The man who died when a skiff overturned on Kachemak Bay last Wednesday has been identified as a Chugiak resident.
Homer Police confirmed that 23-year-old Justin Vanderlooven was pronounced dead at South Peninsula Hospital on July 8, despite efforts to revive him.
Vandeerlooven’s father, Scott Vanderlooven, 54, was in the skiff with his son and survived, as did an unidentified third man, said Homer Police Lt. Ryan Browning on Tuesday. All three were pulled from the water by mariners in the area and taken to the Homer Harbor by private boats. The Vanderloovens arrived first in one boat followed by the third man in the second boat.
A 14-foot skiff carrying the three men overturned near Gull Island in the mouth of China Poot Bay. It was reported shortly after 10 a.m. last Wednesday. Personal boats in the area responded to help three people, including a small aluminum boat called Ice, which was carrying a group of surfers. The Homer Volunteer Fire Department and Homer Police Department responded to the harbor.
Upon their return to the harbor, two of the people involved were hypothermic but able to walk themselves up the Homer Harbor load-launch ramp, said HVFD Chief Mark Kirko. Justin Vanderlooven was first reported to be in serious condition. Browning confirmed that he had died last Wednesday, but his identify was not initially released.
Browning said on Tuesday that the boaters had gotten about halfway to China Poot Bay and were trying to find the channel in. They realized it was too dangerous and had started to turn around when a wave from 6- to 10-foot seas caught the skiff and capsized it.
“The dad said he knew the boat was going over. He jumped out,” Browning said. “It took another wave and sank. The poor kiddo got caught and it flipped over.”
All three wore personal floatation devices, Browning said. Justin Vanderlooven got tangled in halibut hooks and fishing tackle under the boat and rescuers had to struggle to free him.
Clem Tillion Jr. was one of the surfers who happened to be nearby when the skiff flipped. He responded first, Clarke said. Tillion started cardio pulmonary resuscitation, or CPR, on Vanderlooven, and continued it on one of the rescue boats, the F/V Casino, all the way to the harbor.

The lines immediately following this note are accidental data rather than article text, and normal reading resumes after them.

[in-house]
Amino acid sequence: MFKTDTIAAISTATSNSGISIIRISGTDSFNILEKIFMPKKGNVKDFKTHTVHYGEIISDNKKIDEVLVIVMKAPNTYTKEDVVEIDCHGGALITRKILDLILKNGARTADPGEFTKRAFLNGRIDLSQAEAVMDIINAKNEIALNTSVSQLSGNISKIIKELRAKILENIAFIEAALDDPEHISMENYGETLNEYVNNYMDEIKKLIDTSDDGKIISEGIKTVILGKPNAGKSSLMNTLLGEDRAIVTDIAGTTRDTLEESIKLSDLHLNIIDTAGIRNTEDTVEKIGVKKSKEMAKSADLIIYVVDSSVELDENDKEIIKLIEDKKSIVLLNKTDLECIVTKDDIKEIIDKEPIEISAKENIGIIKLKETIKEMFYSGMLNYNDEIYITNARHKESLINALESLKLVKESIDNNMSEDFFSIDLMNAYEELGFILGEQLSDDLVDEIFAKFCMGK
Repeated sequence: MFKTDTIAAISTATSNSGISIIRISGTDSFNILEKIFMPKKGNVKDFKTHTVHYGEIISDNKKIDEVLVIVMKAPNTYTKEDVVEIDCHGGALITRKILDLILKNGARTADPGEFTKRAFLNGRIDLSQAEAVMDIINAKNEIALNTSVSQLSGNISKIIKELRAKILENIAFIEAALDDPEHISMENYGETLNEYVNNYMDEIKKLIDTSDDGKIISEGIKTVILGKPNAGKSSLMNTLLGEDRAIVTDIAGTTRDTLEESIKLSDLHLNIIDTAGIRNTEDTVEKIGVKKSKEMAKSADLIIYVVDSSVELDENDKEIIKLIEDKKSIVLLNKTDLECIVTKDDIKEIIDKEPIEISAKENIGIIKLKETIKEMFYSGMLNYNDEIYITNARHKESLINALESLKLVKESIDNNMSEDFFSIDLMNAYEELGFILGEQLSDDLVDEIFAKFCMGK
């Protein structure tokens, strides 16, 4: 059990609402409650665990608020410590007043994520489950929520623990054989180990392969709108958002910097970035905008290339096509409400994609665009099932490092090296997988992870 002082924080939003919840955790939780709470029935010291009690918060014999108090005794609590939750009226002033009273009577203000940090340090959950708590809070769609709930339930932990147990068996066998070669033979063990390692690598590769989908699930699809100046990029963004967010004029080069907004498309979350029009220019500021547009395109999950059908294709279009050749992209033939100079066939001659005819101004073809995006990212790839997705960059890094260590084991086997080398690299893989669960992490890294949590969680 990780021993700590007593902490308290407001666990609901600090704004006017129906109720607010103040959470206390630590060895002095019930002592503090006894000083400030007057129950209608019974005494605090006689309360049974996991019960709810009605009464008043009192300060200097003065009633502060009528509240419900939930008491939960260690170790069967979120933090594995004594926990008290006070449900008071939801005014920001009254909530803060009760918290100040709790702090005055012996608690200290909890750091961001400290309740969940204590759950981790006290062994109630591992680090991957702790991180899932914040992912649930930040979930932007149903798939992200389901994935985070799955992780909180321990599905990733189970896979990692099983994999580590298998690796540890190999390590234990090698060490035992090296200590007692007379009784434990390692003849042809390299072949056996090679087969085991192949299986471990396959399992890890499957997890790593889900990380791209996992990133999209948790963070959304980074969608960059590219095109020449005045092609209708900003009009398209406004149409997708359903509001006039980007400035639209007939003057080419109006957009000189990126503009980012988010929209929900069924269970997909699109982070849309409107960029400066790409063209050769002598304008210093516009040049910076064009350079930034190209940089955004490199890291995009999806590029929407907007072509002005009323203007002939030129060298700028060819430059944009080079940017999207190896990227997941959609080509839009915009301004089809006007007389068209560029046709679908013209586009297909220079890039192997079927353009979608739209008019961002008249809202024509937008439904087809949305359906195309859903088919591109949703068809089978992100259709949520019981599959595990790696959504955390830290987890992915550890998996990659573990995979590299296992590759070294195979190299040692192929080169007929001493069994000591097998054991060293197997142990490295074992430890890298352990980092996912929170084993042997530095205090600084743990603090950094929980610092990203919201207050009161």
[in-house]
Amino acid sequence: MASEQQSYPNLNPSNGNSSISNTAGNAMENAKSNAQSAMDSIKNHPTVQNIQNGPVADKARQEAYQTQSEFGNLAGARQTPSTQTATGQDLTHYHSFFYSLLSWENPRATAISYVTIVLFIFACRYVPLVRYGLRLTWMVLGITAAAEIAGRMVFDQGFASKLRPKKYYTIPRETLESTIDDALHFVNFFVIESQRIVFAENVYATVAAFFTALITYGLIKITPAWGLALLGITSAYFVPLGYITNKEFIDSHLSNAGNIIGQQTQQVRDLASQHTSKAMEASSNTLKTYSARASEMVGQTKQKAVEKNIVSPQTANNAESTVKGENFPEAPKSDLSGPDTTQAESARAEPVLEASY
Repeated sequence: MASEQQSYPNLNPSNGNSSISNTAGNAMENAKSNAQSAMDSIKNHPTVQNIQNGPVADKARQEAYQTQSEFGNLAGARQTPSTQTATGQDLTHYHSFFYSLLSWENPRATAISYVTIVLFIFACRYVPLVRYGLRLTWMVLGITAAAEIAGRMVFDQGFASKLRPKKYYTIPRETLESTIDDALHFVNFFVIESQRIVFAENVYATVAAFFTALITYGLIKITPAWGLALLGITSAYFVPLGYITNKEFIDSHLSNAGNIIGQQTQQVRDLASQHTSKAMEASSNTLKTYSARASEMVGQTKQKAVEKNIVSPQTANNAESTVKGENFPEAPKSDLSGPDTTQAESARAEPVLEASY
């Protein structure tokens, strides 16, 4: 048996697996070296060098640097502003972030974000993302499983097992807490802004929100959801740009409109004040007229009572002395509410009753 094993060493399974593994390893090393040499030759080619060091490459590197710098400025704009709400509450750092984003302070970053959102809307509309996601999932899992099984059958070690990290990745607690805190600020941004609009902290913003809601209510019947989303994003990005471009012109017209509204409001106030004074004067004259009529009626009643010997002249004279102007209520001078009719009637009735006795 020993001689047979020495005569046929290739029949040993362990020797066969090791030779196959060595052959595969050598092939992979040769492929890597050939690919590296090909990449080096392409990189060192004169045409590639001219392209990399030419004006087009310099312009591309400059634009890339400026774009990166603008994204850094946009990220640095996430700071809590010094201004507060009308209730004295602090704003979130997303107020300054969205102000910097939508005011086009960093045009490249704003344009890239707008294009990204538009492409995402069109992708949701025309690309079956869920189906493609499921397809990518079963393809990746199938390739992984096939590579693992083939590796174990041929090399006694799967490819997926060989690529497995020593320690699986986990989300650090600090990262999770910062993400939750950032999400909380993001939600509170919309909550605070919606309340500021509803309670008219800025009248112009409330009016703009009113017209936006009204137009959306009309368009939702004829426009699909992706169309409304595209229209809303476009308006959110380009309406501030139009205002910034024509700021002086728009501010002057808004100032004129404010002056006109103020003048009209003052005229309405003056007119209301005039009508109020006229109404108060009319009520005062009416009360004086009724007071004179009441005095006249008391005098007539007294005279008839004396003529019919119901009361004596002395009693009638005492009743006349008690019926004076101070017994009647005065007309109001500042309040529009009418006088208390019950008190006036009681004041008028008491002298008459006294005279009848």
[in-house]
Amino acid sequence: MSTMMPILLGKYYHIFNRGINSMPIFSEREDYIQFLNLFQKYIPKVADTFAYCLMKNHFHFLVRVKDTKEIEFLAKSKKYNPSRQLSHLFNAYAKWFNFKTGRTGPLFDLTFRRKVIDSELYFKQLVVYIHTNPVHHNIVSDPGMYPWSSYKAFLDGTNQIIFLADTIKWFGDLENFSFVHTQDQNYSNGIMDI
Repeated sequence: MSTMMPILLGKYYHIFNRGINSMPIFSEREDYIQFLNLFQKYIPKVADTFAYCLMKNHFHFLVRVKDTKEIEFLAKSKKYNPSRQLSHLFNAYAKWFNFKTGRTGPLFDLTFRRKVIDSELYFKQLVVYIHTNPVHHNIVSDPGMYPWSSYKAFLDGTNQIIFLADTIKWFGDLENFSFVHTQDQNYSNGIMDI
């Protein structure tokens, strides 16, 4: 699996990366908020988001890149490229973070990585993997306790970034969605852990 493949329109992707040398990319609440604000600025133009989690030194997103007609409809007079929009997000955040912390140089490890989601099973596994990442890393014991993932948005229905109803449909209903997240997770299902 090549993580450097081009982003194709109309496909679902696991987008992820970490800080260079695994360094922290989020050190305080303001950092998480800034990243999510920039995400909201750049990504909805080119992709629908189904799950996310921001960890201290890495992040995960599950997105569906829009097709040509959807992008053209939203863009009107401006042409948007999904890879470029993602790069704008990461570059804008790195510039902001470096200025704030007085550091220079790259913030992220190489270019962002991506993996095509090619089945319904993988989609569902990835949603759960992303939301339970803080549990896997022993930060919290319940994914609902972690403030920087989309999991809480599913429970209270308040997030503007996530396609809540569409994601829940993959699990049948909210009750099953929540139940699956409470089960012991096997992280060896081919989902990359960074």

Captain Gabe Linegar was leaving the harbor for a Coast Guard inspection and emergency drill with Chief Warrant Officer Angela Hollis, a marine inspector for the U.S. Coast Guard Marine Safety Detachment based in Homer. The Casino detoured to help. Crew from the F/V Captain Cook, a seiner captained by Malcolm Milne, also responded. Because the Casino was the faster boat, it took the Vanderloovens back first.
Browning and another Homer Police officer, Kellen Stock, met the Casino at the harbor and continued CPR in the ambulance to the hospital. Emergency Room staff at South Peninsula Hospital continued working on Vanderlooven, Browning said, but were unable to revive him. Stock, a Coast Guard veteran, is a recent hire with Homer Police.
Browning said everyone involved in the rescue responded quickly and smoothly.
“Everybody did a great job working on him (Justin Vanderlooven) and trying what they could,” Browning said.
Browning said police and emergency workers involved in the incident did a critical response briefing on Tuesday. The briefing gives them a chance to review what happened and discuss how to improve emergency response. It also offers first responders an opportunity to talk over the event and to get information about counseling resources for dealing with trauma.
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